Whereas major CPG players have scale, Alter Eco is scrappy, he continued. The compostable truffle wrapper will rescue 13m packages from landfills every year – yet his team continues to ‘look for that next thing.’

Next up: a compostable or recyclable package for the brand’s clusters. Made with chocolate, coconut and seeds, this product presents a particular conundrum. In an effort to not ‘lose that crunchiness,’ according to director of marketing and innovation Antoine Ambert, the company is in the midst of testing both a recyclable and a compostable bag.

“We’d prefer the compostable wins – that’s pushing the envelope more,”​ said Ambert, but it depends on which one better protects the product.

Alter Eco Crisp Mint Superdark

Conventional packaging is, of course, easier thanks to an existing supply chain, pricing and availability. “To really innovate in packaging, every piece of this process becomes a little bit different,” ​said Forbes. “You have to question everything you did before.”

Getting others in the game

By putting the word ‘activism’ front and center on its website, Alter Eco hopes other manufacturers and retailers join its quest.

“We want people to know that for us, the work we do around sustainability isn’t just something that happens in the background when people have extra time,” ​Forbes told us. “It really is our reason for being. It’s why this company exists. It’s something we are always actively thinking about.”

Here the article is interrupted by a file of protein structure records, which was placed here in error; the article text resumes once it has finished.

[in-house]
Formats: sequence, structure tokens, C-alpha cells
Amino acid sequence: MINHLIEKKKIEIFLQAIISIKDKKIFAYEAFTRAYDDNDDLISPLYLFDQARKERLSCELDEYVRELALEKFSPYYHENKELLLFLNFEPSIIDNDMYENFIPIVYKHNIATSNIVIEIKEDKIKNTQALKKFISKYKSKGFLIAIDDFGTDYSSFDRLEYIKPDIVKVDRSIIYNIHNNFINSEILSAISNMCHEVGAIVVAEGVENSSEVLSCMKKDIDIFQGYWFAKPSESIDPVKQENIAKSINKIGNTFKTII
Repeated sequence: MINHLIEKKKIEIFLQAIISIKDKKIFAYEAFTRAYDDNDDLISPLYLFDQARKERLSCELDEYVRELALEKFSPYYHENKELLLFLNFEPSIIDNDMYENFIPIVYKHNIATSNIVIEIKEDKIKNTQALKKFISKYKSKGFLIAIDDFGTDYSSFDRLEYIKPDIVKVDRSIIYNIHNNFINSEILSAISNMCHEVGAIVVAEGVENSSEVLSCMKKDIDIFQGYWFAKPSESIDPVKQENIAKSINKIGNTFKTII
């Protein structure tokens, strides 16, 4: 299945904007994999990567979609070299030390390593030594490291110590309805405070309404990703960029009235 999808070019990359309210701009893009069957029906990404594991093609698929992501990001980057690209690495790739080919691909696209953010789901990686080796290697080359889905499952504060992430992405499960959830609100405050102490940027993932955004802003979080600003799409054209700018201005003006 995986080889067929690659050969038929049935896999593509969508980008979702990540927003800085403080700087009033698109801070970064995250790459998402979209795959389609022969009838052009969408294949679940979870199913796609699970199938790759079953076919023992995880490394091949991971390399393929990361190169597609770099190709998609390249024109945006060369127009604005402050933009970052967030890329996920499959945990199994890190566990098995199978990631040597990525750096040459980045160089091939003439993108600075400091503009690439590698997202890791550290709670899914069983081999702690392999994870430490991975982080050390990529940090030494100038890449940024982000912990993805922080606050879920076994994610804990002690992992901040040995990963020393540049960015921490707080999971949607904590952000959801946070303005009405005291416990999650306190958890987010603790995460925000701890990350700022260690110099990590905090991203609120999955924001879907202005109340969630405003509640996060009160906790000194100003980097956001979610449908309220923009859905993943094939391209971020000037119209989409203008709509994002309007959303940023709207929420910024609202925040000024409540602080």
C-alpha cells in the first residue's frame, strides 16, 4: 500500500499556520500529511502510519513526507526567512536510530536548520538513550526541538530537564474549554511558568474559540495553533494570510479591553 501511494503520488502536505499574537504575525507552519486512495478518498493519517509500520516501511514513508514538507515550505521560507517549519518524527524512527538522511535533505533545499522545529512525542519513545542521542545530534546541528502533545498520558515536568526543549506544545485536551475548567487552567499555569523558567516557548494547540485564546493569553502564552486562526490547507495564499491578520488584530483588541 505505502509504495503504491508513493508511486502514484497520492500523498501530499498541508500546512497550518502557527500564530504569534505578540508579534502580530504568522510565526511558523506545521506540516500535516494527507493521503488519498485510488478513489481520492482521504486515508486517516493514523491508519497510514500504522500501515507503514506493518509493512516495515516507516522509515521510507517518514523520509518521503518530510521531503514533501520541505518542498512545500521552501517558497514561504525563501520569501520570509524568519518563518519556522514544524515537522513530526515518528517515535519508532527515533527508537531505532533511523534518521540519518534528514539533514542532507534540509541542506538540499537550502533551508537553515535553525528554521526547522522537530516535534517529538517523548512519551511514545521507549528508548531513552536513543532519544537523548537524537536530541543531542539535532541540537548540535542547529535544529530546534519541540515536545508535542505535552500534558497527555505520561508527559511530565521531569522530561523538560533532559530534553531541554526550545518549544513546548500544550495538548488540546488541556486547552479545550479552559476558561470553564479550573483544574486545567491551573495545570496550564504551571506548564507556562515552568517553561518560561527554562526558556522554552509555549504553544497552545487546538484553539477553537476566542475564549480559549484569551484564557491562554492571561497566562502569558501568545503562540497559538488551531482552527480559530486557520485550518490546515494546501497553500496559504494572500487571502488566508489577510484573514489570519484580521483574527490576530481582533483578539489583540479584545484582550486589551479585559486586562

For now, the company is content ‘being at the front of the pack,’ but “we welcome anybody who joins in at whatever level they can.”

'We want to lead change'

Founders Mathieu Senard and Edouard Rollet inaugurated Alter Eco in 2004 as a company rooted in sustainability and social activism. While traveling, the duo realized that farmers rarely benefited from the high prices Western consumers were paying for ancient grains like quinoa. They started Alter Eco with that product, which led to chocolate – now the brand’s bread and butter.

A decade ago, Alter Eco was one of the few organic, FairTrade chocolate brands available, according to Forbes.

The brand sources chocolate from co-ops in Peru, Ecuador, Bolivia and the Dominican Republic. Its coconut comes from a co-op in Sri Lanka.

In training farmers in Ecuador, the company has also invested in agroforesty initiatives that support regenerative agriculture and biodiversity, Ambert told us. Farmers have planted mango and banana trees, for instance, “that really created biodiversity in the soil, but also…[created] shade and canopy for cacao trees, which increased yield.”

This kind of investment can not only improve yields but also mitigate effects of climate change, he said.

“We want to lead change,”​ added Forbes. “That means some of the things we’ve helped pioneer are much more widely available. That creates the challenge for us: what do we do next? Global warming, poverty…those issues are getting worse, and so it’s important for us to continue to push the barrier.

“This is our DNA; that always has been the ethos and will always be the ethos. Everything we make needs to be better for the people who make it.”

*Editor's Note: The original version of this article mistakenly described the compostable truffle wrapper as a 2019 development. It debuted in October 2013 and saves 13m wrappers from landfill every year, not every day.